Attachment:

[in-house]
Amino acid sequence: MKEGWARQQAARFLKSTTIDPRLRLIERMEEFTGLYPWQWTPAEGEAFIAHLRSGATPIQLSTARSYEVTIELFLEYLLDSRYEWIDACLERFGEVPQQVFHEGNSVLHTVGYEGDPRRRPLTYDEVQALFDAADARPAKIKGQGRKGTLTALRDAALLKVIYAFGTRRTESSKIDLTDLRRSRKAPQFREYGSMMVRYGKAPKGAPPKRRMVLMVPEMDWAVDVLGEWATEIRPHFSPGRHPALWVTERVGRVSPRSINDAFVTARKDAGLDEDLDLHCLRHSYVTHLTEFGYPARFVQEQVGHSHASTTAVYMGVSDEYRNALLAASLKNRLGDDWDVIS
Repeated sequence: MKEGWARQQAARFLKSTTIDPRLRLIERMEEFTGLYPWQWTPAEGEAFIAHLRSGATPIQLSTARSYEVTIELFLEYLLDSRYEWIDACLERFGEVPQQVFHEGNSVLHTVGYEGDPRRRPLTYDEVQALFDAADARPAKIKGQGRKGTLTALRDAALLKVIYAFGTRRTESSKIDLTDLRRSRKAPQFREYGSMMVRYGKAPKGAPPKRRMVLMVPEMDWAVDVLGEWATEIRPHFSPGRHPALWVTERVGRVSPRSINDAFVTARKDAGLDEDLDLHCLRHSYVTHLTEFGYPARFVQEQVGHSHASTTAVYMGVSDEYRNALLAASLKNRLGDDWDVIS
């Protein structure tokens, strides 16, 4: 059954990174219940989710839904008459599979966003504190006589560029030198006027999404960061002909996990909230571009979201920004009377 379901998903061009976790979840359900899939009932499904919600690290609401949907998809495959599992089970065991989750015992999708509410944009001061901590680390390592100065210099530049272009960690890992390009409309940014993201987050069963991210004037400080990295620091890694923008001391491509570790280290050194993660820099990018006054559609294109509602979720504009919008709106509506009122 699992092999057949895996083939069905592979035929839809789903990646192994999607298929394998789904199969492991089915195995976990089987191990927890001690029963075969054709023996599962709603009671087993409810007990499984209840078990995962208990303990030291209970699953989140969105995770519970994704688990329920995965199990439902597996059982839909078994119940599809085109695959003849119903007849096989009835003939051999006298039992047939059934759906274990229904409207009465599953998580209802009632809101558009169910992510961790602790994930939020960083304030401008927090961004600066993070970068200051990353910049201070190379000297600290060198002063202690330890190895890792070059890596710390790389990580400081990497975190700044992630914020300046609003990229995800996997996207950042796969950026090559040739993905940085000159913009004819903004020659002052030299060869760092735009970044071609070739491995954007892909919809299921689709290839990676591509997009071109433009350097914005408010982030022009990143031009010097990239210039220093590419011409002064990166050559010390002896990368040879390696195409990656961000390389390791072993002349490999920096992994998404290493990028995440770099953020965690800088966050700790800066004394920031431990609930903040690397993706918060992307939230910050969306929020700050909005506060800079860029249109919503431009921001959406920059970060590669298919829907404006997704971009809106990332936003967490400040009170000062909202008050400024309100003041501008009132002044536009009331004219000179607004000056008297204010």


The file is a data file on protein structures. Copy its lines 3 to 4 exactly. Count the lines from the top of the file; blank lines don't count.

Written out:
Repeated sequence: MKEGWARQQAARFLKSTTIDPRLRLIERMEEFTGLYPWQWTPAEGEAFIAHLRSGATPIQLSTARSYEVTIELFLEYLLDSRYEWIDACLERFGEVPQQVFHEGNSVLHTVGYEGDPRRRPLTYDEVQALFDAADARPAKIKGQGRKGTLTALRDAALLKVIYAFGTRRTESSKIDLTDLRRSRKAPQFREYGSMMVRYGKAPKGAPPKRRMVLMVPEMDWAVDVLGEWATEIRPHFSPGRHPALWVTERVGRVSPRSINDAFVTARKDAGLDEDLDLHCLRHSYVTHLTEFGYPARFVQEQVGHSHASTTAVYMGVSDEYRNALLAASLKNRLGDDWDVIS
């Protein structure tokens, strides 16, 4: 059954990174219940989710839904008459599979966003504190006589560029030198006027999404960061002909996990909230571009979201920004009377 379901998903061009976790979840359900899939009932499904919600690290609401949907998809495959599992089970065991989750015992999708509410944009001061901590680390390592100065210099530049272009960690890992390009409309940014993201987050069963991210004037400080990295620091890694923008001391491509570790280290050194993660820099990018006054559609294109509602979720504009919008709106509506009122 699992092999057949895996083939069905592979035929839809789903990646192994999607298929394998789904199969492991089915195995976990089987191990927890001690029963075969054709023996599962709603009671087993409810007990499984209840078990995962208990303990030291209970699953989140969105995770519970994704688990329920995965199990439902597996059982839909078994119940599809085109695959003849119903007849096989009835003939051999006298039992047939059934759906274990229904409207009465599953998580209802009632809101558009169910992510961790602790994930939020960083304030401008927090961004600066993070970068200051990353910049201070190379000297600290060198002063202690330890190895890792070059890596710390790389990580400081990497975190700044992630914020300046609003990229995800996997996207950042796969950026090559040739993905940085000159913009004819903004020659002052030299060869760092735009970044071609070739491995954007892909919809299921689709290839990676591509997009071109433009350097914005408010982030022009990143031009010097990239210039220093590419011409002064990166050559010390002896990368040879390696195409990656961000390389390791072993002349490999920096992994998404290493990028995440770099953020965690800088966050700790800066004394920031431990609930903040690397993706918060992307939230910050969306929020700050909005506060800079860029249109919503431009921001959406920059970060590669298919829907404006997704971009809106990332936003967490400040009170000062909202008050400024309100003041501008009132002044536009009331004219000179607004000056008297204010």